Into the Blue

March 12 & 13.

The dinghy ride to Blue Wing

I’ve been reading Greg & Duwan’s blog for 3 years, and talked to them at length about their sailing adventures. We were neighbors in Cabbagetown and when I heard about their leap into the unknown, I was hooked. They gave me an open invitation to join them whenever I could. The time had come, and I scheduled 8 days to spend aboard Blue Wing.

Despite a little date mixup with Flamingo Air and unexpected overnight stay in Nassau, I arrived in Staniel Cay the morning of March 12 and met up with Greg and Duwan. We took a short walk down to the marina where Jethrine was waiting to take us back to Blue Wing. This was only my second time aboard a sailboat; my first being a 3-hour sailing lesson in Pensacola Bay in 2012.

I stepped aboard and got my things settled quickly, but there was no time to waste before it was time to move. Winds were forecast to come out of the west overnight, and we needed to find a comfortable place to anchor. Greg and Duwan thought that Cambridge Cay would be the best spot for the night, so we pulled up anchor and headed out into the beautiful blue Exuma Sound for the sail up to Cambridge. When we made it out of the cut, Duwan let me take over the helm, which I eagerly assumed. There was a brisk wind out of the south, and we averaged 6.5-7 knots the whole sail.

We arrived in Cambridge Cay around 2pm and found a spot on the southwest side of the mooring field to drop the hook. Afterward, we had a quick lunch aboard (my first meal of the day), and decided to go exploring on the island. We dinked over to shore and took a short hike across the island with our snorkeling gear in tow. Greg and I dove on some coral just off the beach while Duwan was trying to sort out her leaky mask. It was only my second time snorkeling, but I went right for it. We saw some pretty elk horn coral and several fish, but eventually decided to move on. Greg said there was another area a few hundred feet down the beach, so we took off while Duwan took pictures.

Right after we entered the water in the second spot, I turned to the left, away from the coral and saw a huge manta ray swimming right for us from a couple of hundred feet away. I fumbled a bit with my camera in the excitement, but managed to get a couple of shots. As she turned off toward the beach, I realized there was a baby ray swimming in her draft. It was one of the coolest things I’ve ever seen. It definitely made the entire dive incredibly special.

After the high of seeing the manta ray and diving on some additional coral, it was time to wind down. After all, it was just a few hours after I landed that all this was happening. We hiked back across the island, dinked back to Blue Wing and had dinner and cocktails before going to bed.

The next morning, we were essentially stuck in the anchorage due to the strong westerly winds. It was a day to stay put, as least insofar as Blue Wing was concerned. But after some breakfast and weighing our options, we decided to dink over to the island and do some more exploring. This time, Bell Rock was the first stop. About the time we got ready to dink over, some ominous grey clouds began to form in the area. But we were committed. It started to sprinkle a little bit, which wasn’t so bad until Greg and I reached the top of Bell Rock. The sprinkles felt more like little needles hitting us due to the strong winds and no protection from them. About that time, we heard multiple air horn blasts that seemed quite out of place in a peaceful anchorage. We would later find out that a big motor yacht had come loose and was dragging anchor with nobody aboard. Oops!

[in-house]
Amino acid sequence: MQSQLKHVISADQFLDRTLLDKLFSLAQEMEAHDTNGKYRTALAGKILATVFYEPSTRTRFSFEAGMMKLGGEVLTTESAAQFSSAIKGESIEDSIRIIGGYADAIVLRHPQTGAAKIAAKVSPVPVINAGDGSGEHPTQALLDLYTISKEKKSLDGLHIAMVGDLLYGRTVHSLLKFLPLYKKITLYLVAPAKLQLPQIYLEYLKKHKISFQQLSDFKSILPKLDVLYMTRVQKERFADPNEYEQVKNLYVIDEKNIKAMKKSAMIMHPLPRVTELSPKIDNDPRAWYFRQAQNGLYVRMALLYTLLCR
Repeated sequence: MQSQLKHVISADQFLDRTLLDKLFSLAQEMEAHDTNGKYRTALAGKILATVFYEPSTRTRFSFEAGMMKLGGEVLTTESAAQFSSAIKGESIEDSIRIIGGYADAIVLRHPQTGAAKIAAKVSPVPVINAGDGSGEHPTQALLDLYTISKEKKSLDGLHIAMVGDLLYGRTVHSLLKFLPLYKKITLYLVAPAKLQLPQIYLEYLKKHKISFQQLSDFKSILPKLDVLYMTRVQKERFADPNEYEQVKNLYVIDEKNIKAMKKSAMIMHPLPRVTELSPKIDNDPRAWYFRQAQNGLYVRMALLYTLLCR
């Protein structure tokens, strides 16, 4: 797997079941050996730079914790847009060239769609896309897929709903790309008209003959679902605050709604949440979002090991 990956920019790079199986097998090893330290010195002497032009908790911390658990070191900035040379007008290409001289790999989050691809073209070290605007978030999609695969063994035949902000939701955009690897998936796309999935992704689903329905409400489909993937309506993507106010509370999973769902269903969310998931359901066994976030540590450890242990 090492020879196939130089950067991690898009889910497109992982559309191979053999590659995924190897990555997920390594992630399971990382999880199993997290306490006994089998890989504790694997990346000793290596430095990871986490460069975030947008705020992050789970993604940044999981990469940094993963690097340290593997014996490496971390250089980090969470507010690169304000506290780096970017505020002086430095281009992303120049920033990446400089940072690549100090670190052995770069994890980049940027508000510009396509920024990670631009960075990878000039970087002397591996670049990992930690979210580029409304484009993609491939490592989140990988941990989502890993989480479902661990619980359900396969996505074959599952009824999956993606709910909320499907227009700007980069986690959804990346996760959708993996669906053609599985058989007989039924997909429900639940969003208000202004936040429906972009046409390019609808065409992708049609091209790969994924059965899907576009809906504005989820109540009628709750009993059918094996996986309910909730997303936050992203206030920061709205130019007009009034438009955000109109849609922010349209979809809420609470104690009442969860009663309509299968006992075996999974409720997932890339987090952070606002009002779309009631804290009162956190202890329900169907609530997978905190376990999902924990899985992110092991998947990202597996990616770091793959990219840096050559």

The 3 of us hiked along the northeast shore of the island, and because the winds were blowing from the other direction, entire areas of the shoreline were exposed that would normally be pounded by relentless waves. We were able to explore nooks and crannies of incredible rock formations that had been punished by the tide for thousands of years. We collected some sea glass and some great photos on our way back to the beach where Jethrine awaited us.

It was a relaxing evening back aboard Blue Wing, but it would one of the last leisurely parts of the trip. Cambridge was the only place we stayed put for more than 24 hours. The rest of the trip had a much faster pace, with adventures following one after another.

Blue Wing – my home for 8 days! 🙂
My first chance on the helm. We were in the beautiful Exuma Sound making 6.5-7 knots on the way to Cambridge Cay.
The beach where we came ashore to go diving.
The beach where we went diving.
Snorkeling off Cambridge
Elk horn coral
The huge manta ray after she turned away from us. Unseen in the photo is the baby ray swimming under her to the right.
Greg and Brandon on top of Bell Rock
A crab with a spiffy green shell.
Greg and Brandon exploring the coastline along the sound side of the island.
Greg and Brandon under the ledge. It looked like this thing could collapse at any moment!
Ledge overlooking the Exuma Sound. You can see from the photos where the water would normally be covering the rocky shoreline.
A plant that looked too cool not to shoot.
Sunset over Cambridge

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